This article might seem like preaching to the converted, for which I apologize, but it’s really an attempt to put on the record a rebuttal of a commonly stated but specious defence of erstaz, sorry, Enterprise Professor Bruce Pascoe’s Dark Emu.
Recently in a comment thread in another forum, a reader of my Bitter Harvest took me to task for claiming in the book’s promotion that:
Pascoe postulates that rather than being a nomadic hunter-gatherer society, Australian Aborigines were actually sedentary agriculturalists with ‘skills superior to those of the white colonists who took their land and despoiled it’.
My interlocutor claimed that I had constructed a straw-man argument and that Pascoe had not made this claim but merely highlighted that Aboriginal culture was more sophisticated than mainstream Australians had given it credit for.
I could not let that go unchallenged because this is a defence of Pascoe that has been deployed by a number of his cheer squad, notably in the aftermath of the release of Farmers or Hunter-Gatherers – the Dark Emu debate by anthropologist Dr Peter Sutton and archaeologist Dr Kerryn Walshe.
It is a straw-man defence that has allowed incurious cheerleaders to gloss over the fact that Drs Sutton and Walshe have demolished Dark Emu from an anthropological point of view, or the fact that I have methodically checked almost all of his sources and proved that he has deliberately misquoted or misrepresented them.
I have also been criticized for stating that Pascoe’s theory was that:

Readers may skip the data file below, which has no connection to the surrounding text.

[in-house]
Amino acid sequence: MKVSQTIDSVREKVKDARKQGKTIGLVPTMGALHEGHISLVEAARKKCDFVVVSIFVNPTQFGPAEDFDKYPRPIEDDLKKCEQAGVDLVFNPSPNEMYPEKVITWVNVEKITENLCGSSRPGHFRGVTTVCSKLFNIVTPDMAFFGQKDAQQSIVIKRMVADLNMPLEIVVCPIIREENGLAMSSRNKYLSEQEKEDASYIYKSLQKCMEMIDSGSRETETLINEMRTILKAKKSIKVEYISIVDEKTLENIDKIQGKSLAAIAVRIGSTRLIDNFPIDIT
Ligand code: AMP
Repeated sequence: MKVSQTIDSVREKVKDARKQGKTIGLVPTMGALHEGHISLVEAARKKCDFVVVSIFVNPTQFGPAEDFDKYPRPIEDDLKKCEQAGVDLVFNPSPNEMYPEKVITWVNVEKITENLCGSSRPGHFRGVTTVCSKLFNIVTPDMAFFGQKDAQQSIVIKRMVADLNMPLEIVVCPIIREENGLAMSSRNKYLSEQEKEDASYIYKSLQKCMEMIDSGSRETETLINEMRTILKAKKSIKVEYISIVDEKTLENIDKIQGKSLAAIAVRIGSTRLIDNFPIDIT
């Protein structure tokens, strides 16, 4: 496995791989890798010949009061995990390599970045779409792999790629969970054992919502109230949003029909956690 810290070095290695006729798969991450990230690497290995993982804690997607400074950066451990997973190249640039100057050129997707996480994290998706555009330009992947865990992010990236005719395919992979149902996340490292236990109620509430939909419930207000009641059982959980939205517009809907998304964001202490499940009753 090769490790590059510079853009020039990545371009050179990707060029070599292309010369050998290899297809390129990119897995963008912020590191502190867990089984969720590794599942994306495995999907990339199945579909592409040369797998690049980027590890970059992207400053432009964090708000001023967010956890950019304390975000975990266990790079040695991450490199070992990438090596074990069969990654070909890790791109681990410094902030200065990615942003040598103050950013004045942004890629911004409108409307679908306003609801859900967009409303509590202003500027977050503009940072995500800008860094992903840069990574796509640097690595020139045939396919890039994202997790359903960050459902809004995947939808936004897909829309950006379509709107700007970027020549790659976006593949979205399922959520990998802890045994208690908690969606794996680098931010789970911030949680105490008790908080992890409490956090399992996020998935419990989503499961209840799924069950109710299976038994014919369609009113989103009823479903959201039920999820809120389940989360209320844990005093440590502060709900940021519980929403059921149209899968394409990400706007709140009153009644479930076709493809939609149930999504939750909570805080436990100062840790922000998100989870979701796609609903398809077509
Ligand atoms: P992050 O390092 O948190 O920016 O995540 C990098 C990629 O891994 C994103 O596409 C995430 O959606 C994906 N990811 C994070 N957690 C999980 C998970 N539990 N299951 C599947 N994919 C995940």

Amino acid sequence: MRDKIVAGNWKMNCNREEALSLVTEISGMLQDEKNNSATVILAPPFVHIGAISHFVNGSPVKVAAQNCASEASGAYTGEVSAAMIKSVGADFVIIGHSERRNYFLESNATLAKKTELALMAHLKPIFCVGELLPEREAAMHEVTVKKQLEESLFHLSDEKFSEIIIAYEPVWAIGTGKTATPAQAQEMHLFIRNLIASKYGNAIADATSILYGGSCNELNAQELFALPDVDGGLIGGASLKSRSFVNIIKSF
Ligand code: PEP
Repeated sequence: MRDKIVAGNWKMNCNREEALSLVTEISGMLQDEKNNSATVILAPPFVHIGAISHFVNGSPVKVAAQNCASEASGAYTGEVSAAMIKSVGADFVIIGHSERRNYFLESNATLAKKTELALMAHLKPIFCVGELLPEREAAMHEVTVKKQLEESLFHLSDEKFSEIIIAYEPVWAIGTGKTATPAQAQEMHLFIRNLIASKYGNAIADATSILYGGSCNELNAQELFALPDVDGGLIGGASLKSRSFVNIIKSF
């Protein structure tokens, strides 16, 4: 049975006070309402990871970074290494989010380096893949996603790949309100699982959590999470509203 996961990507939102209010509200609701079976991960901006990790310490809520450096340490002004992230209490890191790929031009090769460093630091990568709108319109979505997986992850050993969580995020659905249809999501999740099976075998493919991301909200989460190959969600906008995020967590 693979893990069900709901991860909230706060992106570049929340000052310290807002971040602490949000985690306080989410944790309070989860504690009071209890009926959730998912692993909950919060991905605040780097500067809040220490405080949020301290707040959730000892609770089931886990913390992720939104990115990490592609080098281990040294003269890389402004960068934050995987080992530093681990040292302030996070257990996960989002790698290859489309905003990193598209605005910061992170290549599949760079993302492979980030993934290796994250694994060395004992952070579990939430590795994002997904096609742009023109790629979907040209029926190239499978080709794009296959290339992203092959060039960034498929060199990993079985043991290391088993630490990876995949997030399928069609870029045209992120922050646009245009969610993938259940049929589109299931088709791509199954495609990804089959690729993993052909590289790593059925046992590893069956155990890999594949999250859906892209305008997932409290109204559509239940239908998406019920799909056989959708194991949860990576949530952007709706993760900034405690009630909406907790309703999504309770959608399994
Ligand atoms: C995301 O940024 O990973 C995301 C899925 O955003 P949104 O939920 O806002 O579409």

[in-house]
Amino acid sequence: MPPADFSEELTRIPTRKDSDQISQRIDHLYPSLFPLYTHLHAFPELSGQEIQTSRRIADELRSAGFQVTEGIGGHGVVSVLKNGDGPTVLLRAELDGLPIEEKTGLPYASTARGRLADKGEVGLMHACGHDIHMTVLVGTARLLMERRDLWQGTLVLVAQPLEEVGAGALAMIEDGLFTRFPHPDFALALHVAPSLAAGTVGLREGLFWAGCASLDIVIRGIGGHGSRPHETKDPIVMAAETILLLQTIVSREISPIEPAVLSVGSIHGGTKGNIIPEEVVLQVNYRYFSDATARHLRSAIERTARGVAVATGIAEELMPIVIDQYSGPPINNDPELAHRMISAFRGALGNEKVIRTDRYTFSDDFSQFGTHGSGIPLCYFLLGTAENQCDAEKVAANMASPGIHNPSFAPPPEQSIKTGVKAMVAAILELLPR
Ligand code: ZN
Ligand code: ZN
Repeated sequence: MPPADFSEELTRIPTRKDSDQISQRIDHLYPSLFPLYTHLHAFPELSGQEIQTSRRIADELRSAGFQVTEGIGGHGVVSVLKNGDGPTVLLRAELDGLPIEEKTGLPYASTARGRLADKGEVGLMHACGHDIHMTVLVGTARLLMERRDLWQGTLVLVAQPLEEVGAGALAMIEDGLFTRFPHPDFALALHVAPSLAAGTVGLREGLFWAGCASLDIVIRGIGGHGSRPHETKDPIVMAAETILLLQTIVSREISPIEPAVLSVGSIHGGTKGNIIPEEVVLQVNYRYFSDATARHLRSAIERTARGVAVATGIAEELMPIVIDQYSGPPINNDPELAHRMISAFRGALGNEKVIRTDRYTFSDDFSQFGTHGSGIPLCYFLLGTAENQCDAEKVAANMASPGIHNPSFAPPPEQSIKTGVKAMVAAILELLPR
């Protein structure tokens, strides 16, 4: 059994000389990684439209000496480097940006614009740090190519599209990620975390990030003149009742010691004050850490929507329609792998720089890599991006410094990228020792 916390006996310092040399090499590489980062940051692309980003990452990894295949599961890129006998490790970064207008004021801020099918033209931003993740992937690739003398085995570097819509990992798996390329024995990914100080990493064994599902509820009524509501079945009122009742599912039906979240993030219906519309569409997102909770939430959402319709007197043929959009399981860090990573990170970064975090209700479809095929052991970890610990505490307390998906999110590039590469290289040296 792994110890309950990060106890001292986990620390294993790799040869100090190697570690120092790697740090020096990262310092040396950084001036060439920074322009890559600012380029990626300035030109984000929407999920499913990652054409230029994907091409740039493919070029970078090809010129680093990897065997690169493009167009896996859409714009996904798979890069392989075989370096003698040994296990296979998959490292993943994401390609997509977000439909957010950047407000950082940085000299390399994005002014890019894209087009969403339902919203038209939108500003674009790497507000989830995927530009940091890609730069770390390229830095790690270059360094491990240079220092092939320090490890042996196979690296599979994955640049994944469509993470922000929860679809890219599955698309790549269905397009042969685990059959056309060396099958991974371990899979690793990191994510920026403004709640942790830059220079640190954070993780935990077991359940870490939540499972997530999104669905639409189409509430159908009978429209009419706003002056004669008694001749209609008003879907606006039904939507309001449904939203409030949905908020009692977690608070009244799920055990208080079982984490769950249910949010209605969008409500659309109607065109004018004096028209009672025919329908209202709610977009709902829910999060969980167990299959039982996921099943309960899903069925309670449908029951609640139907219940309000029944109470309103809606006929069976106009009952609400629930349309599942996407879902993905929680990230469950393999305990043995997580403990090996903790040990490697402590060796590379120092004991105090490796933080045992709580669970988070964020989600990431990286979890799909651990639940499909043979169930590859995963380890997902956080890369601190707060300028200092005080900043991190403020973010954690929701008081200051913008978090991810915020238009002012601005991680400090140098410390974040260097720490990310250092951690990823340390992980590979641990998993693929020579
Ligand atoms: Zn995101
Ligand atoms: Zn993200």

Australian Aborigines were essentially a sedentary agricultural civilisation.
It is true that Pascoe did not use those exact words. But he didn’t need to. My paraphrasing of the thesis of Dark Emu is based on the overwhelming impression that the book conveys. My strong impression was that Pascoe was claiming that Aborigines were essentially farmers. Sutton and Walshe also got that impression. As did many, if not most, of his readers. Keith Potger, of Seekers fame, got that impression, telling a journalist on the ABC:
…the Mallee has been stripped bare by dust storms, where they didn’t exist in those days because of the agriculture and the careful tilling of the ground by the indigenous folks.
Here is what the judges of the NSW Premiers Literary Awards said:
Pascoe demonstrates with convincing evidence, often from early explorer’s journals, that the Aboriginal peoples lived settled and sophisticated lives here for millennia before Cook.
Steve Carroll from The Sydney Morning Herald:
Bruce Pascoe creates a picture of pre-colonised Australia as a land of cultivated farming areas, of sowing and harvesting, granaries and surplus produce, durable buildings of clay coated wood, weirs and an understanding of the soil that kept it moist and fertile before the introduction of sheep and cattle. Nor is Pascoe talking about isolated instances, but a pervasive pattern that was forgotten soon after the European arrival. And his claims are backed throughout by an astute use of the notes and observations of the early explorers, such as Thomas Mitchell, who were constantly coming across evidence of cultivation and what some of the explorers themselves called ‘towns’.
The ABC Education website says:
In 2014, Bruce Pascoe wrote a book called Dark Emu that challenged the belief that the First Australians were hunter-gatherers. In researching his book, Bruce examined the journals of the early explorers and found evidence of a complex civilisation that was using sophisticated technologies to live, farm and manage the land.
The back cover blurb of Dark Emu tells us:
Pascoe puts forward a compelling argument for a reconsideration of the hunter-gatherer label for pre-colonial Aboriginal Australians. The evidence insists that Aboriginal people right across the continent were using domesticated plants, sowing, harvesting, irrigating and storing – behaviours inconsistent with the hunter-gatherer tag.